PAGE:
California is hybrid country, so thieves looking to purloin a battery pack worth big money have an almost endless supply of cars to choose from. Battery thefts in the Golden State spiked in 2015, sending Toyota Prius owners on a frantic search for indoor parking, and a recent report suggests they’re on the rise again.
San Francisco resident Marjory Kaplan told local news station ABC7 that thieves stole the battery pack from her 2017 Prius while it was parked on the street, about a block from her apartment, in August 2019. The pack isn’t easily accessible. It’s sandwiched between the chassis and the rear seats, so seeing it — let alone removing it — requires taking a good deal of the interior apart. It’s normally a hazardous job best left to a professional. Kaplan was shocked by what she saw (pictured above).
“You know, you go looking for your car and you know what your car looks like. It didn’t look like my car. It looked like a jalopy car. It looked different. It looked disheveled,” she said in an interview with ABC7. “They took the seat out, cut all the wires, and removed the battery, which I understand weighs 180 pounds,” she added.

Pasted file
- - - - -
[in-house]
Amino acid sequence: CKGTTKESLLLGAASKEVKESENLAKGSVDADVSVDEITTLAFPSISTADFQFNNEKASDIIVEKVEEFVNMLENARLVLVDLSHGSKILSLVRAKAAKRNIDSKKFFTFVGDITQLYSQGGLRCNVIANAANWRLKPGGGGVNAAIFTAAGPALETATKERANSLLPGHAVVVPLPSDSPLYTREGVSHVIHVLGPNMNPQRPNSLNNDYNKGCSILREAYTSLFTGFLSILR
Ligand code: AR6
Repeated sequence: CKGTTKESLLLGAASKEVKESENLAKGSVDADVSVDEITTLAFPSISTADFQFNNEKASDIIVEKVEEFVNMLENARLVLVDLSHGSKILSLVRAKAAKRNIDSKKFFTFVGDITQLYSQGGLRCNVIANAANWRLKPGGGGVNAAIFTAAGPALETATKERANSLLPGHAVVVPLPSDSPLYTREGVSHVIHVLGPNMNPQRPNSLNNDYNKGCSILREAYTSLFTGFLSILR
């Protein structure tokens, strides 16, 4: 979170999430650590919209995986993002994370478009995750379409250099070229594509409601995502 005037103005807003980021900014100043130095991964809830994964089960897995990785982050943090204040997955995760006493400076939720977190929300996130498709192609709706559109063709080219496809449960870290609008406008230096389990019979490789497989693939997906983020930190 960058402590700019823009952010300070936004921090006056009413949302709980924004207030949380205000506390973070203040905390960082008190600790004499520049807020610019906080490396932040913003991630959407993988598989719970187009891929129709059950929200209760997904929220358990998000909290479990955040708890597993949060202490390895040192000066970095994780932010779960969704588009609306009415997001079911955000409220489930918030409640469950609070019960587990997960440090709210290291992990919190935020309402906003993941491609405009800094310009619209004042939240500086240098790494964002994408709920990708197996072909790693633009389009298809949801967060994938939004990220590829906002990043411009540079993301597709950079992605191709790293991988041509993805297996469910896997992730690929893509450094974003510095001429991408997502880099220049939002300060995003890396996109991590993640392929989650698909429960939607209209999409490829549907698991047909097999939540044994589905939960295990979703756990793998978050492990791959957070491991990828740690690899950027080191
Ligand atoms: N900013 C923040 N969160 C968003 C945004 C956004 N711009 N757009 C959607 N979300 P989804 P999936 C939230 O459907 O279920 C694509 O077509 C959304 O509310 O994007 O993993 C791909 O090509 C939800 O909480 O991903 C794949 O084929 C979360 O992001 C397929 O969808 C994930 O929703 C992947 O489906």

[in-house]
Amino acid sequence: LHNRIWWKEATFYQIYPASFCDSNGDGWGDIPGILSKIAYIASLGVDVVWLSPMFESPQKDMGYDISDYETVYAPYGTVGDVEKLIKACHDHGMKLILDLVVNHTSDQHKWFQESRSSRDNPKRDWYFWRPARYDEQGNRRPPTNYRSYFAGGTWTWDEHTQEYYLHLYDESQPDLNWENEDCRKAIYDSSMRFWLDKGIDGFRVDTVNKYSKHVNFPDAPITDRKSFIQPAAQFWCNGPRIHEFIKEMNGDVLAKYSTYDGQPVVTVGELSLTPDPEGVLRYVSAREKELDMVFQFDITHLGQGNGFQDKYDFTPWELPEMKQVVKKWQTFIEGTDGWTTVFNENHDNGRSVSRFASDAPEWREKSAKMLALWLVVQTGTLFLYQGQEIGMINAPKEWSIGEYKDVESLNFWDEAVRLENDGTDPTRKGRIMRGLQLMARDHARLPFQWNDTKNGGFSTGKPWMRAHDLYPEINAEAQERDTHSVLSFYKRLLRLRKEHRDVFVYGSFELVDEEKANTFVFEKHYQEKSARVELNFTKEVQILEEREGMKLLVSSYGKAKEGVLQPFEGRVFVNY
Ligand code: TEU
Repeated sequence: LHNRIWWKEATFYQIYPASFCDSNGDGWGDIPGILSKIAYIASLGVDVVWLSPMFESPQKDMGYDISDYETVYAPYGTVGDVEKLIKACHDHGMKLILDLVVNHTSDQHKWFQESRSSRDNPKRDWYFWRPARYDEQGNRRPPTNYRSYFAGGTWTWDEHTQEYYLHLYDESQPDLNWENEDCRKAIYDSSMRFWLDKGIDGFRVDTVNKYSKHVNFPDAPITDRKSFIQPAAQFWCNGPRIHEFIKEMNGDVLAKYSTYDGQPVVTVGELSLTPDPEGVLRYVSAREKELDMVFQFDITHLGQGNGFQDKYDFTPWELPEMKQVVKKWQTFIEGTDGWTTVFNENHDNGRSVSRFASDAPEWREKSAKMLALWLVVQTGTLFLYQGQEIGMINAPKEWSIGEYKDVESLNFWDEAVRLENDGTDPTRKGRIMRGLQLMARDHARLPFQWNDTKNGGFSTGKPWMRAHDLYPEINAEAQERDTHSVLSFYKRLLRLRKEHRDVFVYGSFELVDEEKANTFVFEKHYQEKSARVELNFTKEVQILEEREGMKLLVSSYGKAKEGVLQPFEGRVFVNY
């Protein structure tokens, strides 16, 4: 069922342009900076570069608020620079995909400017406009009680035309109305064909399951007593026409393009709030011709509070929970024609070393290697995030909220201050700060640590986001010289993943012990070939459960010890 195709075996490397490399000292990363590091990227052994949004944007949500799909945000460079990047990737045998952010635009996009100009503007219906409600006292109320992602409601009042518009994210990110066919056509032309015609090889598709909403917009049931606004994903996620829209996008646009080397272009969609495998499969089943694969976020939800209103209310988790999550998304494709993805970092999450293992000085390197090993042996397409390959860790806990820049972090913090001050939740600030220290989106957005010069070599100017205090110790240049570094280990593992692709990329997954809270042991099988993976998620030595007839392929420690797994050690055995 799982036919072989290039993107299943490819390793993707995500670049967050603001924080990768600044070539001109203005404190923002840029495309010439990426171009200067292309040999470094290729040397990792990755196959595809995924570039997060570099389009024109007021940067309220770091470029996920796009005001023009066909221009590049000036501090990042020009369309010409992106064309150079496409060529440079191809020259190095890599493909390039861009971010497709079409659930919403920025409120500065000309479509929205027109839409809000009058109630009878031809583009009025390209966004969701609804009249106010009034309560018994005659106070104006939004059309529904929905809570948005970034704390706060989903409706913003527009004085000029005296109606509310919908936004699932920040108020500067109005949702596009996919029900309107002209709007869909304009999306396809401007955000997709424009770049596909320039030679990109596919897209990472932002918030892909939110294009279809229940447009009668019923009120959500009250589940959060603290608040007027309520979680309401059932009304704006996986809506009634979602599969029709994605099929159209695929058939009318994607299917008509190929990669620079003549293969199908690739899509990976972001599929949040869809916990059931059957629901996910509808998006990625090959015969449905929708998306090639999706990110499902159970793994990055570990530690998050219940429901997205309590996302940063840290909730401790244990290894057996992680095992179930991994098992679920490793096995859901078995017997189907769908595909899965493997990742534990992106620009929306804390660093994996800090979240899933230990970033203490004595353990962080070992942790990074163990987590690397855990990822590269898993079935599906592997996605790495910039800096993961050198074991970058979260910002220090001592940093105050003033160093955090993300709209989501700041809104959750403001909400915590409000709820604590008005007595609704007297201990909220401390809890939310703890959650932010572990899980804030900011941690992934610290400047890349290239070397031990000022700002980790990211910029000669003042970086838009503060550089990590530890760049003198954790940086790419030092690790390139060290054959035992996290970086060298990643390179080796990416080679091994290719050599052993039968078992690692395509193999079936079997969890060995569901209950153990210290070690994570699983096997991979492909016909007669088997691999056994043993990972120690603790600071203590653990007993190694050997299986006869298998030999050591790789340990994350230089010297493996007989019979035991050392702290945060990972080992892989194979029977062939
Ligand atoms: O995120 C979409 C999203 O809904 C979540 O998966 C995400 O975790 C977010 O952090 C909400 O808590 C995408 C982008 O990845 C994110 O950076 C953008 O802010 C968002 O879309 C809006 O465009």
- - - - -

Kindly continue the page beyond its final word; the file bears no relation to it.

The battery pack is made with valuable materials, so it’s one of the most expensive parts of a hybrid car like the Prius, and even a used one is worth a significant amount of money — sometimes over $1,000. It can be sold to someone who needs to replace theirs, or some thieves choose to take them to the nearest scrap metal recycling yard and weigh them in. Regardless, getting a battery-less Prius back on the road can cost up to $10,000, especially if the high-voltage wires are cut rather than carefully moved out of the way.
Can a Prius run without its battery? In theory, yes; it would operate like a normal car powered exclusively by gasoline. In application, no; the the various onboard sensors and computers go berserk if they detect a key part of the drivetrain is missing, and normally prevent the car from starting.
Time will tell if this is an isolated incident, or if thieves looking to make a quick, easy buck are again targeting batteries. Hybrid owners will need to keep a closer eye on their cars if the thefts begin happening on a regular basis, but there is no need to panic.
Electric car owners have less to worry about. While the battery of, say, an Audi E-Tron is worth considerably more than the one in a Prius, it’s about the size of a two-person mattress and it weighs nearly 1,600 pounds, so removing it is a time-consuming process that requires — at the very least — a good deal of special tools and a sturdy lift.
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